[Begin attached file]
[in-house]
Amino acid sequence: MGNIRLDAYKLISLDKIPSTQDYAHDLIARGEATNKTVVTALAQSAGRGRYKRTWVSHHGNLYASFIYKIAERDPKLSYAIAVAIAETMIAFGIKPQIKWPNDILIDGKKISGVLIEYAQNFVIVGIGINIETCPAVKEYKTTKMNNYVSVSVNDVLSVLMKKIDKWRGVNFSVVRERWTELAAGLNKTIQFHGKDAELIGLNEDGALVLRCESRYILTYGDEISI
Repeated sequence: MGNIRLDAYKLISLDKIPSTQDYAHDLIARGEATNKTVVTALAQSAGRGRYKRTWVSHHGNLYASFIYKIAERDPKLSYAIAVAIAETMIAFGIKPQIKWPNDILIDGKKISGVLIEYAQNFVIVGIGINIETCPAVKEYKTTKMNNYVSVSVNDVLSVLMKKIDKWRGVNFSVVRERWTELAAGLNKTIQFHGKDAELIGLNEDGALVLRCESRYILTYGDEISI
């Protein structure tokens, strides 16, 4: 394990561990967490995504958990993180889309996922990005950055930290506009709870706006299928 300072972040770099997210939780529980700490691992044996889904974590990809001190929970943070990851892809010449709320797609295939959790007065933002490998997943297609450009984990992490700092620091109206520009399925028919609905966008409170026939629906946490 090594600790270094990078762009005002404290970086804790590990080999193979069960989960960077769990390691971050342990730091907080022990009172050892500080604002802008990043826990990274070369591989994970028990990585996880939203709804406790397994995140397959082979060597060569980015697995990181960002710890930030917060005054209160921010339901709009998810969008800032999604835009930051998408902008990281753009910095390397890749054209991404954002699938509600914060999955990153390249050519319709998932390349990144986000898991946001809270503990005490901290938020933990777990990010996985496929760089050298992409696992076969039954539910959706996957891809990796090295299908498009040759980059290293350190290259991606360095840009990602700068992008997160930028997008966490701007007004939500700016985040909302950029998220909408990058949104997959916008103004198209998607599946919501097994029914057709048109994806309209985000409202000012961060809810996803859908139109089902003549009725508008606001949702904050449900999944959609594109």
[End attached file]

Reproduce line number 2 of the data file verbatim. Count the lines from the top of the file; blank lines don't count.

Amino acid sequence: MGNIRLDAYKLISLDKIPSTQDYAHDLIARGEATNKTVVTALAQSAGRGRYKRTWVSHHGNLYASFIYKIAERDPKLSYAIAVAIAETMIAFGIKPQIKWPNDILIDGKKISGVLIEYAQNFVIVGIGINIETCPAVKEYKTTKMNNYVSVSVNDVLSVLMKKIDKWRGVNFSVVRERWTELAAGLNKTIQFHGKDAELIGLNEDGALVLRCESRYILTYGDEISI